Latest Announcement: Roboscopes - new moon and priority settings View Post
  Monday, 25 October 2021
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Roboscope's wants to delivery the best data possible but obviously we cannot just image when the moon is down so we have set Lorentzian based moon avoidance on our system to get the best out of the system in all Moon phases.

We are pretty aggressive with our moon avoidance settings in all filters apart from the HA. This will mean we image very little at all around full moon in all but the Hydrogen Alpha filter.

Moon avoidance:

Lum - 120 & 14
G,B & OSC 120 & 10
Red - 110 & 10
OIII - 110 & 5
SII - 100 & 5
HA - 85 & 5

The first number represents the minimum distance away from the moon that the object will be on full moon (day 14)

Priorities:

0 = HA + OSC
1 = SII OIII + (moon down jobs - using OSC cameras)*
2 = RGB
3 = Luminance + (moon down jobs - using Mono cameras)*
4 = Comets

*Syndicate & hosting members only setting - Choosing moon down when booking a job requires careful thought, especially with objects that have limited time over the horizon limits. it should never be used for all jobs as its simply not a good use of the pier.



We have added some quick graphical representations below so you will get an idea of what the number do to the shape of the bell curve when you alter them but if anyone would like the excel spreadsheet that you can adjust yourself then please message me:


Please ignore my dylexia wherever possible, just be thankful I can control my Tourettes ;)

1 month ago
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#5076
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Thanks Steve for the explanation.

So it controls the profile of the bell shape, where higher numbers give a shallower, less steep gradient. One more question. Does the scheduler on each pier share a global set of moon avoidance parameters, or, can each pier have its own? 

Cheers,

Ray 

Morning Ray

Most piers will most likely fall within the new numbers,we will 100% know in a few weeks after the next full Lunar month

But to answer your question:

  1. The first number, when this number is lower (say 5 instead of 14) it does indeed give a sharper bell, this allows us to image much closer to the moon whilst its in its smaller phases with all filters, whilst still offering the required protection as it gets into the larger phases with for example the Luminance filter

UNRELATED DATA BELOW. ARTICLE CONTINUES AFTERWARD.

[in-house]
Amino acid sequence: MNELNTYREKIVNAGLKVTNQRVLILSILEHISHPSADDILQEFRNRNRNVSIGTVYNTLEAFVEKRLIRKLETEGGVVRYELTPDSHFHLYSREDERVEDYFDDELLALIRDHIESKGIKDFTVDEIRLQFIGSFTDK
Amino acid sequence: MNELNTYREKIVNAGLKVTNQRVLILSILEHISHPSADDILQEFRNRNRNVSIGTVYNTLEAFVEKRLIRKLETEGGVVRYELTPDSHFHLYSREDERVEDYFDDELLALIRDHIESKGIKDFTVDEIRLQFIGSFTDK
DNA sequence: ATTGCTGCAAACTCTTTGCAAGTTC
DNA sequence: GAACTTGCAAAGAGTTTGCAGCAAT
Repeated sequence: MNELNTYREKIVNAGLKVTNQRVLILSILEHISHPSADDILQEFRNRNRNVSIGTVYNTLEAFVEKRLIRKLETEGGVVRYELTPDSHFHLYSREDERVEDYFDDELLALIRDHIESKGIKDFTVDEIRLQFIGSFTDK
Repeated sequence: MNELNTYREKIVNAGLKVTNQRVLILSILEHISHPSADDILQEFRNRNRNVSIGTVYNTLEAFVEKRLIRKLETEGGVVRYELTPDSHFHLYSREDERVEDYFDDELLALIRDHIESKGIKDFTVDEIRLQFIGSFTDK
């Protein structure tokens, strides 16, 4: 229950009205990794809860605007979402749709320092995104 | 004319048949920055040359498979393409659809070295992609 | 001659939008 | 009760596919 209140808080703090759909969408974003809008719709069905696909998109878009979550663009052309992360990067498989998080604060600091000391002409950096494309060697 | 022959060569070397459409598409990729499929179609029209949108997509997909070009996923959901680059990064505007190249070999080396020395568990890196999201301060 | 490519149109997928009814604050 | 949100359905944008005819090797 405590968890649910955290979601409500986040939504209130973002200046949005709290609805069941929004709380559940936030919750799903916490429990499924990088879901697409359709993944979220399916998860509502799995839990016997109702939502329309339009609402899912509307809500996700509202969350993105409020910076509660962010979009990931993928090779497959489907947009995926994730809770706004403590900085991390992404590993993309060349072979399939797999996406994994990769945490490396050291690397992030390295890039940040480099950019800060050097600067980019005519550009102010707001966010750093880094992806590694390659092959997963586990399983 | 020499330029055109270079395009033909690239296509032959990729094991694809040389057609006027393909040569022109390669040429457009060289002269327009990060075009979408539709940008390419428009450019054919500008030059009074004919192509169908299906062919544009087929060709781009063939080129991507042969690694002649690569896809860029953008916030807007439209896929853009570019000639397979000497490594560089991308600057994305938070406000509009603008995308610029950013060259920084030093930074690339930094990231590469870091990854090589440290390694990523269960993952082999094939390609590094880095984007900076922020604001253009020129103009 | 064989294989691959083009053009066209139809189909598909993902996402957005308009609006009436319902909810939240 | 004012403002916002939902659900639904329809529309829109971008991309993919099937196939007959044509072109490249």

2. Yes each pier can have an individual moon avoidance setting :)

Kind regards

Steve

Ps for anyone else that may not have noticed, we have updated/tweaked our moon avoidance setting for broadband imaging across all piers, Prioritisation remains the same

 


Please ignore my dylexia wherever possible, just be thankful I can control my Tourettes ;)

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    Thanks Steve for the explanation.

    So it controls the profile of the bell shape, where higher numbers give a shallower, less steep gradient. One more question. Does the scheduler on each pier share a global set of moon avoidance parameters, or, can each pier have its own? 

    Cheers,

    Ray 

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    Hi Steve, 

    Dumb question of the day. What is the number following the number of degrees of moon separation that you show?

    I think I understand, however, so far I've been unable to find anything anywhere that describes using anything other than the separation angle when it comes to the scheduling of jobs. Maybe you are not making use of the Ekos observatory control system.

    There maybe trouble ahead....

    Cheers, 

    Ray 

     

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